• The Head of each Executive department must submit a risk management report within 90 days of the Order (i.e., by Aug. 9, 2017) describing the agency’s approach and plan for risk mitigation as well as any known unmitigated risks. Risk management measures are to be in accordance with the NIST Framework.
  • Following receipt of the reports, the Director of OMB has 60 days to make a determination regarding the adequacy of the risk management reports provided by Agency heads, as well as a plan for cybersecurity for the executive branch enterprise. This includes a reconciliation of all policies, standards, and guidelines issued by any agency related to information security under 44 U.S.C. Chapter 35, Subchapter II as well as issuance of new policies, standards, or guidelines if necessary. It is probably safe to regard this 60-day timeline as ‘‘aspirational.’’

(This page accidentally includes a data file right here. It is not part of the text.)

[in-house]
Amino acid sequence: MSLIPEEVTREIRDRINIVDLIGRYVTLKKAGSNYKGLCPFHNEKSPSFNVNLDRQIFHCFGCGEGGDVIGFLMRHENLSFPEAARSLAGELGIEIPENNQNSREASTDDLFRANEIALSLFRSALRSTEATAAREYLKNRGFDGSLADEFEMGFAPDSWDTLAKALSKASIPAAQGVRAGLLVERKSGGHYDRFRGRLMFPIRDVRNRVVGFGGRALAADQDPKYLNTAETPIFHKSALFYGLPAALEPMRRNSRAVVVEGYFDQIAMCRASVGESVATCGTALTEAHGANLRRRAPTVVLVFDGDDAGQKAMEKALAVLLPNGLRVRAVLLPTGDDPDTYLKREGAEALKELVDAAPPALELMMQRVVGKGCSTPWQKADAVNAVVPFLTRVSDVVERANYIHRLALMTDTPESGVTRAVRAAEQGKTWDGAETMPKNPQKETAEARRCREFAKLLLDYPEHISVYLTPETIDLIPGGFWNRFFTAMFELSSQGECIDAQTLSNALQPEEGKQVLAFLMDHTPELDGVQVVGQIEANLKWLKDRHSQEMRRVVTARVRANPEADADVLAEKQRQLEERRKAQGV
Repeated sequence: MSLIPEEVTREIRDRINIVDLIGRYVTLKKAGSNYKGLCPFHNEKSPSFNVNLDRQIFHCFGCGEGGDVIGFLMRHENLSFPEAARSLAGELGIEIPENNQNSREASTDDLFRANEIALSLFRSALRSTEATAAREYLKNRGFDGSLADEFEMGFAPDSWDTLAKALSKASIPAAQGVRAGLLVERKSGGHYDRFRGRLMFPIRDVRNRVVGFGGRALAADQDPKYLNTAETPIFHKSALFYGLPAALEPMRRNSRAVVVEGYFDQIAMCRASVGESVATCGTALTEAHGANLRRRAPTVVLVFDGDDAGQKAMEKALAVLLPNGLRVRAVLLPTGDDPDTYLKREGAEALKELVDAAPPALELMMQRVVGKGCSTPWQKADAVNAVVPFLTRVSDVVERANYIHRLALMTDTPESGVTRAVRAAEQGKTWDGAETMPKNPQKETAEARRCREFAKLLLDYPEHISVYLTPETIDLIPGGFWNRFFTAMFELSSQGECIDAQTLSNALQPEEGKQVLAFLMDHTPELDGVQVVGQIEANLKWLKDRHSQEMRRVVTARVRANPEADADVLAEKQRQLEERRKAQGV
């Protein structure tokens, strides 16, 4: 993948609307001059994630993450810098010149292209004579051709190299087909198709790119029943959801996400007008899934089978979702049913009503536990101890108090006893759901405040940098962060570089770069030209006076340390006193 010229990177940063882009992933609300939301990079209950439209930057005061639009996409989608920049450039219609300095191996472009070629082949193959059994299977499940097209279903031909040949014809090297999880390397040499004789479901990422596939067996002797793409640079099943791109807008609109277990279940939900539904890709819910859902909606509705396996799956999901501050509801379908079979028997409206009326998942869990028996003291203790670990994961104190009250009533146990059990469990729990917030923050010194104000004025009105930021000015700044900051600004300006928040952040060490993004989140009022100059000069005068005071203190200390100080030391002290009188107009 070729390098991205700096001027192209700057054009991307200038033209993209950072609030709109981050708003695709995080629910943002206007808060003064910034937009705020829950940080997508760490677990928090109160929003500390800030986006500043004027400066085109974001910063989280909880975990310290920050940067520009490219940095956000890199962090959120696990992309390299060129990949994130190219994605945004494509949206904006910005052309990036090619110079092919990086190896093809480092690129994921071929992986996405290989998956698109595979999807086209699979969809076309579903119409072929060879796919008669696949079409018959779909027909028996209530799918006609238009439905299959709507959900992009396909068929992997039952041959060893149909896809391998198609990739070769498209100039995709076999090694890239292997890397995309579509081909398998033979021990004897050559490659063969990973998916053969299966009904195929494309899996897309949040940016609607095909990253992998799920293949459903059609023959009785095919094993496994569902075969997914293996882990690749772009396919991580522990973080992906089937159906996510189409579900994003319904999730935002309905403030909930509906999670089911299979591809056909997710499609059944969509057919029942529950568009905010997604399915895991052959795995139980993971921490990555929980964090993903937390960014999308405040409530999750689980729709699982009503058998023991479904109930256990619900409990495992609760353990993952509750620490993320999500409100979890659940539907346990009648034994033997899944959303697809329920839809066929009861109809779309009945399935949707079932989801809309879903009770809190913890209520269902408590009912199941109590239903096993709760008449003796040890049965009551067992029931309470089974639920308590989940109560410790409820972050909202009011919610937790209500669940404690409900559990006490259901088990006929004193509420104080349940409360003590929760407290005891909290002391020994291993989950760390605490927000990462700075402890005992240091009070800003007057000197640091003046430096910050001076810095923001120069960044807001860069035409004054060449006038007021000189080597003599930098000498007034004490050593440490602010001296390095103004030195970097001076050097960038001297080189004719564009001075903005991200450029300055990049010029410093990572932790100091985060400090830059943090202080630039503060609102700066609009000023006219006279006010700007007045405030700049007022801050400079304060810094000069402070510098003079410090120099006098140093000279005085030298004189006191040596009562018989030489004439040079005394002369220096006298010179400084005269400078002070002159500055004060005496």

• The Director of the American Technology Council must submit a report within 90 days addressing the modernization of Federal IT as well as the technical and budgetary considerations associated with transitioning agencies to (a) ‘‘one or more consolidated network architectures’’; and (b) ‘‘shared IT services, including email, cloud, and cybersecurity services.’’
  • The Secretary of Defense and Director of National Intelligence must report within 150 days of the Order (i.e., by Oct. 8, 2017) on the implementation of the plans and strategies provided in the above-mentioned reports.
  • The Secretary of Homeland Security must issue a report, within 180 days of the Order, identifying ways better to protect our critical infrastructure entities from cyberattacks (as described in Executive Order 13636 (Feb. 12, 2013)).
  • The Secretary of Homeland Security must issue a report within 90 days regarding the adequacy of existing policies and practices ‘‘to promote appropriate market transparency of cybersecurity risk management practices by critical infrastructure entities, with a focus on publicly traded critical infrastructure entities.’’